Given the clear failure of Panx1KO mice to upregulate RANKL and initiate resorption in response to skeletal microdamage, the absence of a demonstrable skeletal phenotype without a remodeling stimulus was notable. Based on microCT examination (including trabecular bone, data not shown) and histological patterns, it was clear that Panx1KO osteoclasts carried out normal bone modeling and remodeling processes during development. This normal “baseline” skeletal phenotype of Panx1-deficient mice may result in part because the mice are hypomorphic Panx1 expressors rather than complete knockouts(48). This may also contribute to their ability to grow normally despite neurological differences from wild type, i.e. diminished seizure threshold(69) and diminished pain sensitivity(70). Interestingly, Panx1-deficient mice also exhibit a defect in macrophage recruitment that is evident following strong inflammatory challenge; this deficiency, however, is not seen in the normal day-to-day immune functions of these mice(51). Unlike Panx1KO mice, P2X7R-deficient mice exhibit a baseline skeletal phenotype that includes differences in skeletal structure and mechanoresponsiveness(53). Still, the mice clearly appeared capable of adequate osteoclastic activity during the modeling and remodeling processes of skeletal development(53). Moreover, baseline expression of the osteocyte-associated genes that we examined were not different from wild type mice.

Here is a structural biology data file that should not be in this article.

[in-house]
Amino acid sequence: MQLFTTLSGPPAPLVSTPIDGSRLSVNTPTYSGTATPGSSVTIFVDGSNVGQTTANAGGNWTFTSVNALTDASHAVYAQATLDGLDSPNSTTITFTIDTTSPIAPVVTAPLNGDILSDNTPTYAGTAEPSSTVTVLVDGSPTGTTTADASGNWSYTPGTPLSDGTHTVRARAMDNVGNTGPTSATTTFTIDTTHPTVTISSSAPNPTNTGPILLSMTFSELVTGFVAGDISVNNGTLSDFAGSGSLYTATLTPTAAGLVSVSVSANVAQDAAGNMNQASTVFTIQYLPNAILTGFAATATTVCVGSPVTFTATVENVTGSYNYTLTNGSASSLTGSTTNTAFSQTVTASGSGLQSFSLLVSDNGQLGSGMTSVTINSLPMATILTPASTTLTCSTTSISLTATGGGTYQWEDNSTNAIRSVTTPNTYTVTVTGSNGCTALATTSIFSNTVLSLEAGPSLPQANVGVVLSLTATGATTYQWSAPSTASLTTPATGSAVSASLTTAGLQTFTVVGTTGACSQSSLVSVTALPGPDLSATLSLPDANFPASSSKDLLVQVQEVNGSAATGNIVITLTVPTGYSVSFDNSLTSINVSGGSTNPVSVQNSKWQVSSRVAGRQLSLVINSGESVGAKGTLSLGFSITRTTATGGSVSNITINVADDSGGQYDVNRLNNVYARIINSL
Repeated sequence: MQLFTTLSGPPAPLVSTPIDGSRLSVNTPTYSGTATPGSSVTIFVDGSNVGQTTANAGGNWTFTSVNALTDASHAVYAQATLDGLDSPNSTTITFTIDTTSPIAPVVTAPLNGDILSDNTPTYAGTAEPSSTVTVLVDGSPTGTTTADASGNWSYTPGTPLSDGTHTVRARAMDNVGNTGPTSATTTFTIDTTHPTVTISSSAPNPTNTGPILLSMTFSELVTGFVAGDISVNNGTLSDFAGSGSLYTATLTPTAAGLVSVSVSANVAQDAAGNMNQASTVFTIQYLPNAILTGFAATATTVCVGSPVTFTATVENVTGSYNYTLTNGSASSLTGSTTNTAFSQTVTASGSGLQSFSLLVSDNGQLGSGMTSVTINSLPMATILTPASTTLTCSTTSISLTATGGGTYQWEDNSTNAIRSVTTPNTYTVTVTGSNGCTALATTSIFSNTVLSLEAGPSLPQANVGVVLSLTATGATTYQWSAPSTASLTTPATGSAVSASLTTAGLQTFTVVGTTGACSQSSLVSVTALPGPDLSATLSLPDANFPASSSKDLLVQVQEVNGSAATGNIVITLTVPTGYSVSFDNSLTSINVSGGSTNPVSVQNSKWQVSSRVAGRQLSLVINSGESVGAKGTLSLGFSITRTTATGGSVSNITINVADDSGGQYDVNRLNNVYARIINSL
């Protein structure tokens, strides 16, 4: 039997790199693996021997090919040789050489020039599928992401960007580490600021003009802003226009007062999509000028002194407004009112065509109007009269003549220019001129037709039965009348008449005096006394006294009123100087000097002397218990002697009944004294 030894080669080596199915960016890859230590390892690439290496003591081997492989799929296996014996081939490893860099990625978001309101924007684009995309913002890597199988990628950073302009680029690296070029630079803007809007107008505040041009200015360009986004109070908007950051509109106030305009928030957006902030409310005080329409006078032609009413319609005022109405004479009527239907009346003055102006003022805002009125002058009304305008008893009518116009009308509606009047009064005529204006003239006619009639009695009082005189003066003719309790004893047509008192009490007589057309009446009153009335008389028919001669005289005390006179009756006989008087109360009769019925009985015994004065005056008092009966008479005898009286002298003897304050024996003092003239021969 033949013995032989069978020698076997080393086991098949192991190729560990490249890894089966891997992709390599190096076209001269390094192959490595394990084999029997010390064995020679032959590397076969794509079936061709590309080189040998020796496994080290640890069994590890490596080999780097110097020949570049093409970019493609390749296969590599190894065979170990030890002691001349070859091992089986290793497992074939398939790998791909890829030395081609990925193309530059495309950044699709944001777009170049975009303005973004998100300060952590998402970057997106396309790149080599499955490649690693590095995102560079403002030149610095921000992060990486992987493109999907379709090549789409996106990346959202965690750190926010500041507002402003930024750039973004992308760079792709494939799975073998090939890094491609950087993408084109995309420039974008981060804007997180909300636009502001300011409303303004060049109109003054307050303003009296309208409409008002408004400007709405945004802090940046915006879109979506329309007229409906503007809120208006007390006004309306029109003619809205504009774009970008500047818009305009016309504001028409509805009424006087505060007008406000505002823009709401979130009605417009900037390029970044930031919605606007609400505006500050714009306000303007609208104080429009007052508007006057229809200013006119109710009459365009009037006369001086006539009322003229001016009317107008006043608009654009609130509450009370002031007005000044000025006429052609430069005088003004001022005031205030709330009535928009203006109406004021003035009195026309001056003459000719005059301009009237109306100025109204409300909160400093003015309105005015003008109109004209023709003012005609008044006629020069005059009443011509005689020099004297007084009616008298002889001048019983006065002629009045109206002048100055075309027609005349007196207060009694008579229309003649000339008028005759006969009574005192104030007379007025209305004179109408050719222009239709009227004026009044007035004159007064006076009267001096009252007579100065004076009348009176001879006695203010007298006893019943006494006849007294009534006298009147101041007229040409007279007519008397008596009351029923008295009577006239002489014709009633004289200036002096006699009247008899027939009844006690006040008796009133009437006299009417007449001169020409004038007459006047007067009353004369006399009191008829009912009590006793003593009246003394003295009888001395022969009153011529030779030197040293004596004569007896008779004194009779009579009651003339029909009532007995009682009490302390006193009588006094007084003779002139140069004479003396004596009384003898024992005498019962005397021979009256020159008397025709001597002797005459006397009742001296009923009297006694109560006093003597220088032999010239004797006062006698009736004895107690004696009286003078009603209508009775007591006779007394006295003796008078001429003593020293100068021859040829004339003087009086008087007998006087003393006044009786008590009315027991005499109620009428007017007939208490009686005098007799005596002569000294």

The current studies use an acute bone fatigue model in mice to induce osteocyte apoptosis and assess effects on pannexin-1/ P2X7 receptor-activated RANKL synthesis needed for activation and targeting of bone remodeling in response to microdamage. This experimental approach has proven to be extremely powerful in elucidating the role of osteocytes in the targeting and repair of microcracks in bone in using rat models(1,2,5,6,47), and the current data indicate that mouse bone fatigue models can be used to similar good effect. Moreover, that Panx1/P2X7 receptor-activated RANKL synthesis is required for targeted remodeling and maintenance of bone tissue material properties under physiological conditions raises the intriguing question of whether these knockout models might develop bone fragility from the absence of targeted bone remodeling. Further studies of the aging skeleton in these mice should prove intriguing. Lastly, these studies highlight some limitations of the mouse model. Kennedy et al. in our laboratory recently established using the rat ulnar fatigue model that viable bystander osteocytes near to the apoptotic ones produce RANKL.(1) This RANKL expression was triggered in the approximately 50 percent of non-dying osteocytes right near the apopototic ones and was further increased in osteocytes up to about 150 µm from microdamage sites. In the current study, we found that the apoptotic and RANKL expressing osteocytes were adjacent but discrete cells, i.e. non-apoptotic osteocytes near dying ones produce RANKL as in the rat ulna. However the spread of RANKL expression among osteocytes at some distance from the core of dying cells seen in the rat ulnae fatigue could not be assessed in the mouse ulnar cortex; the mouse ulnar cortex is too narrow to allow such extended spatial relationship to be evaluated.